“I don’t know what y’all want trans people to do”

“I don’t know what you all want trans people to do. I remember growing up in elementary school and having that one kid in class whose body didn’t seem to match his behavior in our eyes, and how they were never spared a single second of humiliation, threats, bullying. Even teachers wouldn’t stand up for them when they saw this stuff happening. If another kid stood up for them, they were bullied too…

“So what do you all want to see trans people do? Because to see someone bullied, harassed, and threatened — told that they were too feminine, they’d never be a man — only to transition and be told they could never be a woman, makes it seem like you don’t want them to be.

“I understand the whole concept makes you uncomfortable. I was socialized in the same world you were. But there are people who are going through some thing that you don’t understand. And I don’t understand it either, but it’s not for me to understand. It’s enough for me to know that people have been subject to harm their entire lives just for trying to be the most authentic version of themselves in ways that I’ve taken for granted by entire life. So it’s not too much for me to stand in solidarity with them or applaud them when they break barriers, because it’s taken an immense amount of courage just to be here.” — Jamyle Cannon


Folks showed themselves after Kim Petras won a Grammy. I didn’t want to give them a microphone by sharing the comment I was responding to, but decided to make it clear that trans lives matter to me.

♬ original sound – Jamyle

It’s Easy to Imagine…

The bills targeting trans youth, their parents, and drag are an emergency.

If you’ve read the stories — the ones people claim to revere —

It’s so easy to imagine Jesus eating with the Drag Queens.

It’s so easy to imagine Jesus saying,
“Let the Trans Youth come to me.”

It’s so easy to imagine him telling us,
“Don’t throw those stones.”

It’s so easy to imagine him telling us,
“Love your neighbor as yourself.”

It’s so easy to imagine him telling us,
“What you do these, you do to me.”

Renee Roederer

That Sacred In-Between

 I want to consider what it means to experience and cultivate a sense of continued connection with people who have died. With this in mind, I invite us into a place of imagination and wondering. How might we ponder our connections with those who have gone before us — those who have loved us into being?

What is that sacred in-between? That space right before death where powerful things seem to happen?

The truth is, I don’t know.

Is it a new reality coming into being? Is it simply (but still, amazingly!) the human brain giving a euphoric experience at the end of life? Is it a liminality between what has been and what will be? Is it an expansion of time — either in reality, or perhaps, in a beautiful illusion during a near-death state?

I don’t know. All I know is that I find it to be comforting.

I mean this: Sometimes, when people near death, they rally quite unexpectedly and receive a burst of strength that seems unexpected. Some appear to experience joy. Or in a last bit of consciousness in their bodies, some experience the presence of people who have died before them.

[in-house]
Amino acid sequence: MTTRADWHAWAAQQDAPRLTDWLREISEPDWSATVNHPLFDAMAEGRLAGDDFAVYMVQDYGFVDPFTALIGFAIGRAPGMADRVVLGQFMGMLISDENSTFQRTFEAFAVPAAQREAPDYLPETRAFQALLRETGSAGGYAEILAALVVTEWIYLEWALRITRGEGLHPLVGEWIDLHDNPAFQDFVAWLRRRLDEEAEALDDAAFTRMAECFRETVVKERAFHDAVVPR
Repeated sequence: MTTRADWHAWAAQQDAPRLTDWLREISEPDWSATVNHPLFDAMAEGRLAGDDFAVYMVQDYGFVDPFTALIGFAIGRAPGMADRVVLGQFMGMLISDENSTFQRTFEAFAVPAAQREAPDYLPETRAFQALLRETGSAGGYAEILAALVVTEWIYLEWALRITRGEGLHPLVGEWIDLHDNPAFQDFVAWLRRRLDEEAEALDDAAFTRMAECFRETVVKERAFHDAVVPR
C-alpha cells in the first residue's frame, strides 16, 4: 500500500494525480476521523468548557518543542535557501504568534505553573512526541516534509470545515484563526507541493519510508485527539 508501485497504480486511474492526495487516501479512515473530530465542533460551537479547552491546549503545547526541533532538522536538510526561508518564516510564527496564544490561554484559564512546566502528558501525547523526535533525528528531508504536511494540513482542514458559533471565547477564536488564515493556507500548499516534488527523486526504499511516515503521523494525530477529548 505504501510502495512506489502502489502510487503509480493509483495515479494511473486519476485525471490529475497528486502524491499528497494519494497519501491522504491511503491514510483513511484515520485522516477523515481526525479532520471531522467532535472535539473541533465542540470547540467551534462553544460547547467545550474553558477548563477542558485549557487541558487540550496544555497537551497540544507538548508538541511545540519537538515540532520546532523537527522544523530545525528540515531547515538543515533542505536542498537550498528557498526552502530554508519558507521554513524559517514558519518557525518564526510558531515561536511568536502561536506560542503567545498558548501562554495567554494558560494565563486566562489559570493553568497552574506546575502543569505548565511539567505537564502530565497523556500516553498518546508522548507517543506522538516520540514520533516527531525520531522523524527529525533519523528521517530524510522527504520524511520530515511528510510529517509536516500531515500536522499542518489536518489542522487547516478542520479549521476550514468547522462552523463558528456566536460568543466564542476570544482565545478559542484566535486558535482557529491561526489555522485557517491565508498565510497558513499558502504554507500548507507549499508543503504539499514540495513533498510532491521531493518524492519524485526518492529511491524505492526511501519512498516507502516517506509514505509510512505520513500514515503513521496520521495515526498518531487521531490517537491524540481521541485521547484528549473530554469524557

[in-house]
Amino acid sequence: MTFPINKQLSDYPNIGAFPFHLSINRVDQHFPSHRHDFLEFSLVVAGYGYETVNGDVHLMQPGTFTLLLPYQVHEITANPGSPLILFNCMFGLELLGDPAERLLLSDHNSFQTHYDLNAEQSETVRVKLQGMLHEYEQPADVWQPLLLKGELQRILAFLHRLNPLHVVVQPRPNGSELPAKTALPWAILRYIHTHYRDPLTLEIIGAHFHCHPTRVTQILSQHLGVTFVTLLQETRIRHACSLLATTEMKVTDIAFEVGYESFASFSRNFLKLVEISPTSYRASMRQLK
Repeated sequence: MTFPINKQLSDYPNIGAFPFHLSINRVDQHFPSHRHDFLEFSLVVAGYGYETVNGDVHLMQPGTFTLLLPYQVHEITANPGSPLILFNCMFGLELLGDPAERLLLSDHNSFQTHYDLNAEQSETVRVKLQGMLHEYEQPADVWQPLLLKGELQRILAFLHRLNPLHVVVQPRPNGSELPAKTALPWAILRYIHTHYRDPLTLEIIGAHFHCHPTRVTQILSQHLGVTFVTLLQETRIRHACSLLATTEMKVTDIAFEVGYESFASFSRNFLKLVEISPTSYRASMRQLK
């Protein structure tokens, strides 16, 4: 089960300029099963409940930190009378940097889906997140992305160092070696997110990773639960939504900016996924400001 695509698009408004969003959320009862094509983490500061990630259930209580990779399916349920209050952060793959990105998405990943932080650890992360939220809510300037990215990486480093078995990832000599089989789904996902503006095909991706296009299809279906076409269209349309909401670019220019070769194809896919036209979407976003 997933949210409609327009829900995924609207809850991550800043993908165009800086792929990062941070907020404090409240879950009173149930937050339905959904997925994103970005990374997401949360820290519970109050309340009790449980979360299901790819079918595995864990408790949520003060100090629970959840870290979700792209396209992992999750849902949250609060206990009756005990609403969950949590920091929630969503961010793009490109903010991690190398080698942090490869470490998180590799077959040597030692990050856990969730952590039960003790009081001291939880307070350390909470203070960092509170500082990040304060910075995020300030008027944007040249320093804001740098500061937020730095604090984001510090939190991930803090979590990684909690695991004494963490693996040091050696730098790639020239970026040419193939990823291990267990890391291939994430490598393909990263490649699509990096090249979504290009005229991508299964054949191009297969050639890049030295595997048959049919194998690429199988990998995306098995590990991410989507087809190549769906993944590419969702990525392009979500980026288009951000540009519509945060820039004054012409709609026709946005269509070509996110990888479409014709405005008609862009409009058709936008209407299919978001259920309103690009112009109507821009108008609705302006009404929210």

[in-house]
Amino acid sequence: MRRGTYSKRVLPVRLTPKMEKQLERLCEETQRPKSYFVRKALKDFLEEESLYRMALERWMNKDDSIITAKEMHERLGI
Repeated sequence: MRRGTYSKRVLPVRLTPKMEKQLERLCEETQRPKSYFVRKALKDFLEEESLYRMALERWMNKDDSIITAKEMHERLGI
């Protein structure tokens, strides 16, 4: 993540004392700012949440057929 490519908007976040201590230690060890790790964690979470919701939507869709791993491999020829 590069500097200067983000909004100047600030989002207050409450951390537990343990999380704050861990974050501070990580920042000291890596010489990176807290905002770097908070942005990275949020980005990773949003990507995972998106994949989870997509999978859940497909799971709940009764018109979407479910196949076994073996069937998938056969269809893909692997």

Before she died, my grandmother Ruby was unconscious and on a ventilator. After the ventilator was removed, she died pretty quickly. But right at the end, she suddenly opened up her eyes, looked up and smiled, and a couple tears dripped down her cheek.

I don’t know what that is, but I find that to be comforting.

I’ve also known of situations where people have spent whole days moving back and forth between conversation with people who are in the room and the next moment, announcing they could see someone from the earlier part of their life. It seemed that everyone was present at once.

I don’t know what that is, but I find that to be comforting.

In pondering this, I don’t mean to put a silver lining on death. I know these kinds of things can be hard to celebrate when loss is recent and grief is acute. But at the same time, it’s all such a mystery, and perhaps these kinds of moments can give some solace too.

Renee Roederer

That Would Be Fun

Six degrees of separation. I found this image here: https://intheloop888.blogspot.com/2018/08/six-degrees-of-separation.html

A friend of mine recently said this:

Wouldn’t it be great if we could walk around in the world, and every time we see someone or pass someone, a little number would appear, telling us how many degrees of separation are between us? Then if we wanted to, we could try to figure out who we know in common?

That would be really fun. And I bet we’d be shocked at how many 2s and 3s there would be.

Renee Roederer

If This Speaks in Any Direction

Three boards create a boardwalk in an open field. Public domain image.

When we were closing up a Zoom, a wise, sage elder who I love and respect said,

“Can I say something as we finish?”

She then quoted Belva Davis, the first Black woman to become a news anchor on the West Coast.

“Don’t be afraid of the distance between between your dreams and reality.”

I sat with that quote, and I knew that multiple people on the screen were applying her words to situations in their lives. So today, I want to pass those words onto you if they resonate with anything in particular:

“Don’t be afraid of the distance between between your dreams and reality.”

Renee Roederer